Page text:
How to survive the tech week
Tech week is for all of us, and, let’s face it, it’s not a great experience. It’s hot. You’re wearing a full costume. It’s a pain. It’s the most crucial week in the production process. This is where the show moves from being a rehearsal to becoming a fully-fledged show. After years of being bored, frustrated and waiting in the wings, I have compiled a list of strategies that can be used to get through tech week.
What is “tech week”?
Tech week, or tech days, is when the technical crew is assigned to the cast and director in rehearsal to help them add technical elements to the production. The production is transformed from a chaotic rehearsal space to a fully functioning show by adding costumes, set, lighting and set changes, and props and management. This is when the director gives a lot of responsibility to the stage manager. This is when the technical team can start to run the production. This means it’s no longer about you.
It’s not about you.
Yes, this shocks me. But it’s important to remember that tech days don’t revolve around actors. Tech is about glorifying mannequins and voice boxes. Tech week is a great way to teach actors humility. All of the hard work that you put into rehearsals up to this point does not matter. Your biggest tasks are to hit your marks, remember where your props are, and stay positive. You will be able to take your place in the centre of the universe once the show is up. But tech is all about the technical crew and stage management. My first piece of advice is: Do what you’re told, keep chipper, and it will all end soon.
Be aware of fraying tempers.
Everyone finds tech extremely stressful. Everyone on the stage management team has a lot of work to do. The director and AD have to let go. Of course, anything that can go wrong will go wrong. I have witnessed a tech forgetting to set off the smoke machine and isolate the theatre.
The fire alarms triggered the next thing you know, and we were all forced to evacuate. A full team of firefighters arrived on site in 5 minutes. They looked less impressed than before. The director was extremely annoyed after we had lost half of the day and had to pay a fee. The stage management was furious, and there were still over two acts to plan and run through. It all came together in theatre style, but it was an extremely difficult day. Try to keep your temper at bay, be calm and do the job.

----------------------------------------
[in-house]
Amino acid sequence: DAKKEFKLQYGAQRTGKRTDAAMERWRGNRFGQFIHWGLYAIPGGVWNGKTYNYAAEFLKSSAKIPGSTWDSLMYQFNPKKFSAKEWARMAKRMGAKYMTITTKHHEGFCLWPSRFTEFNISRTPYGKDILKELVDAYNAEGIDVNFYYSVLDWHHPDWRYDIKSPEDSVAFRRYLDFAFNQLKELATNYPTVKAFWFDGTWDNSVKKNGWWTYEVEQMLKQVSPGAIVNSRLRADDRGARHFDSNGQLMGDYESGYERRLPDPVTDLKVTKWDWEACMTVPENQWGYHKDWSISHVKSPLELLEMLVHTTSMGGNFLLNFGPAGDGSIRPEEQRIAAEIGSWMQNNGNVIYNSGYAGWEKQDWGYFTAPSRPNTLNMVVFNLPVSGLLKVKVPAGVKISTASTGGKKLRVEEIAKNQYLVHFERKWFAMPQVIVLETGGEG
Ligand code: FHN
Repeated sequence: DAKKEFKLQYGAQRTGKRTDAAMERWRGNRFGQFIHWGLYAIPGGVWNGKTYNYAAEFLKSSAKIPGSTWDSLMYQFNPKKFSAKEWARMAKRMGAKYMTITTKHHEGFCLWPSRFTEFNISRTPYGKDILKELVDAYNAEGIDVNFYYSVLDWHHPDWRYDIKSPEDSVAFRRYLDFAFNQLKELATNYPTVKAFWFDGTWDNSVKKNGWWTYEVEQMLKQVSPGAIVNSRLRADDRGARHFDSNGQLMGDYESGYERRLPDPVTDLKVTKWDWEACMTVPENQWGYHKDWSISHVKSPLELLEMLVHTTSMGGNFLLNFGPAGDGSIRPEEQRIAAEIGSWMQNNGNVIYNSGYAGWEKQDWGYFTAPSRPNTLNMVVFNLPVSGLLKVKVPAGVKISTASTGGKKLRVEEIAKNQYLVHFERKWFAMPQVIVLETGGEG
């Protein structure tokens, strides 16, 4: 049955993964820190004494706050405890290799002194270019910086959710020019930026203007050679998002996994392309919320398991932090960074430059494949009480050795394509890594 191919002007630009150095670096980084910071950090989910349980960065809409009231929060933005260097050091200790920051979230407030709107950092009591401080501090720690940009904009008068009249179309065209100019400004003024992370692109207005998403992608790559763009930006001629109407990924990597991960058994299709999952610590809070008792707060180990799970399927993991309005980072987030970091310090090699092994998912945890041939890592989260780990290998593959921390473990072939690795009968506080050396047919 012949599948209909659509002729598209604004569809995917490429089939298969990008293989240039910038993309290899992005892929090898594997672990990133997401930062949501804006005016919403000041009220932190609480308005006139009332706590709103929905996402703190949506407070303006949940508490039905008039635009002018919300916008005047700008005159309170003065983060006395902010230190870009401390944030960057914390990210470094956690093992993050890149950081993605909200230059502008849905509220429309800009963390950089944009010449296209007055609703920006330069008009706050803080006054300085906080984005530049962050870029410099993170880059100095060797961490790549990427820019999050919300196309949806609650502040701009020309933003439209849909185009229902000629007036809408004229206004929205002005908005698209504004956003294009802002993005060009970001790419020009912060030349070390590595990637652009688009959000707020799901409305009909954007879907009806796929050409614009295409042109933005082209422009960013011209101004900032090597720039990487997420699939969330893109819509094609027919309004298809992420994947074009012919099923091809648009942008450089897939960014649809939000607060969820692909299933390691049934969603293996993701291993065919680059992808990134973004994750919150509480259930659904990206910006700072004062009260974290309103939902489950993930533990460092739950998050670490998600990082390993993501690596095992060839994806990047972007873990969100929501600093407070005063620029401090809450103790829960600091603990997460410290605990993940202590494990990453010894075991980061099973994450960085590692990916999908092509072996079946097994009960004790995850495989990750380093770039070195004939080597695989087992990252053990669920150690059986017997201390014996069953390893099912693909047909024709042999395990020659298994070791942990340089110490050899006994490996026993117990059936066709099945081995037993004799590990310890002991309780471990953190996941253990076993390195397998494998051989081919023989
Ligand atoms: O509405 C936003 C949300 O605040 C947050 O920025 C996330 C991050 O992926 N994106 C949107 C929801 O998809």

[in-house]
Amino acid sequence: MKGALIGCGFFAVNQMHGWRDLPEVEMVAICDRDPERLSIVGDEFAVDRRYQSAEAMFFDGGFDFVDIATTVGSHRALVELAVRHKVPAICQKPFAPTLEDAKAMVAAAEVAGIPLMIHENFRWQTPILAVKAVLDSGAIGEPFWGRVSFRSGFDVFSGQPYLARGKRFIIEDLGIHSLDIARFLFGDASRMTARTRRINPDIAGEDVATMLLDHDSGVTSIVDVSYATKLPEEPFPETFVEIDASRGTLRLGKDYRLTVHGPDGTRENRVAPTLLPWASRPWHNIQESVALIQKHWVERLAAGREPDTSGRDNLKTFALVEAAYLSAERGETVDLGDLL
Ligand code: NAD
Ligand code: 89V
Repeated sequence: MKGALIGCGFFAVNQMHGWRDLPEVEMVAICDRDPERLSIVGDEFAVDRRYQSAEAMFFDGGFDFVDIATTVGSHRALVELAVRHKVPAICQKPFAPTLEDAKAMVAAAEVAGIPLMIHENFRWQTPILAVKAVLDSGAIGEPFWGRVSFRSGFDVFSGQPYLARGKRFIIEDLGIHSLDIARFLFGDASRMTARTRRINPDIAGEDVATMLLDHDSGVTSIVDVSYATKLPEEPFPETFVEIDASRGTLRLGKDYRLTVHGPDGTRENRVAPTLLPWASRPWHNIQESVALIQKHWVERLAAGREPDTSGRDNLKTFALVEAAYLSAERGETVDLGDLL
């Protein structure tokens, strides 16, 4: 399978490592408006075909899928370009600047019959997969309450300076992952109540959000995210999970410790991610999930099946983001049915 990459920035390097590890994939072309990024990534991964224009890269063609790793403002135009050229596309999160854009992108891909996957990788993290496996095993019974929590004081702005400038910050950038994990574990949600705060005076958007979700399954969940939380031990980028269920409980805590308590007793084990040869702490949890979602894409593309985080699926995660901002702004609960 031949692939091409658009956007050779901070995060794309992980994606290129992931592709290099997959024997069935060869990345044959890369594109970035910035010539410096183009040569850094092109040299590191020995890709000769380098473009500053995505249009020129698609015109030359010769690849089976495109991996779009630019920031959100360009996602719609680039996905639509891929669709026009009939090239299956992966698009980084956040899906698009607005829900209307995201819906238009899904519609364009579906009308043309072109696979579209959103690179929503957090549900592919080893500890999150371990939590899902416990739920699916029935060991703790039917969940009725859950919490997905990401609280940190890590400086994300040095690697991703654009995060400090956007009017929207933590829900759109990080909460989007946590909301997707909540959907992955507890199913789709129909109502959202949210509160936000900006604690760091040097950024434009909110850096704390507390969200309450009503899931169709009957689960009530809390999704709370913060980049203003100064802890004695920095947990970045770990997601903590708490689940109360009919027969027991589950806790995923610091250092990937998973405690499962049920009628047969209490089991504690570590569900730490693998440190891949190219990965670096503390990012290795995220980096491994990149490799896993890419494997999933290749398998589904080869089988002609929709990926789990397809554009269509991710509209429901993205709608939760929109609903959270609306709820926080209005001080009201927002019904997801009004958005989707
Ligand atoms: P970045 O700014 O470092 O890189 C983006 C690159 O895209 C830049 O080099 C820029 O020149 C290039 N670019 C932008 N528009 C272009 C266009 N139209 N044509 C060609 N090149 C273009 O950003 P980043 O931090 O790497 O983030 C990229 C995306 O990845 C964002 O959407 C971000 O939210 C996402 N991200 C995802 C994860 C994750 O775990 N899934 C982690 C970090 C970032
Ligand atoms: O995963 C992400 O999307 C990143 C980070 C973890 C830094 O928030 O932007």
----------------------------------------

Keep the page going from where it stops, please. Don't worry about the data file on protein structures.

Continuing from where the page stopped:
Bring a book
Bring a book with you to tech week. Avoid rocking out and putting on your headphones as you might miss your cue. The books, on the other side, are perfect. You can be quiet and wait for a cue without becoming so bored that you want to go on a long walk along a pier.
Don’t forget to take off your costume!
Depending on your production’s budget, there might be several people backstage working in the costumes and props departments. You might also have a stressed assistant stage manager who has to manage all the above. Your ASM will arrive early and spend an hour with you while you’re rolling in with a cup of coffee. They’ll do voice warm-ups, double-check all props, iron shirts and dresses, and generally work their backsides off. Do not be that actor who throws away all of their costumes, throws them out, orders Taco Bell from the front of the hired period costume, and makes the ASM’s job miserable.
You can help them by doing a few small things. Hang up your costume and return the props to their designated area. Ask them if they would like tea. Although it may seem small, you can make a difference in someone’s day, regardless of where they are. Everyone knows everyone, and word spreads quickly. You should ensure that people talk about you only for the right reasons.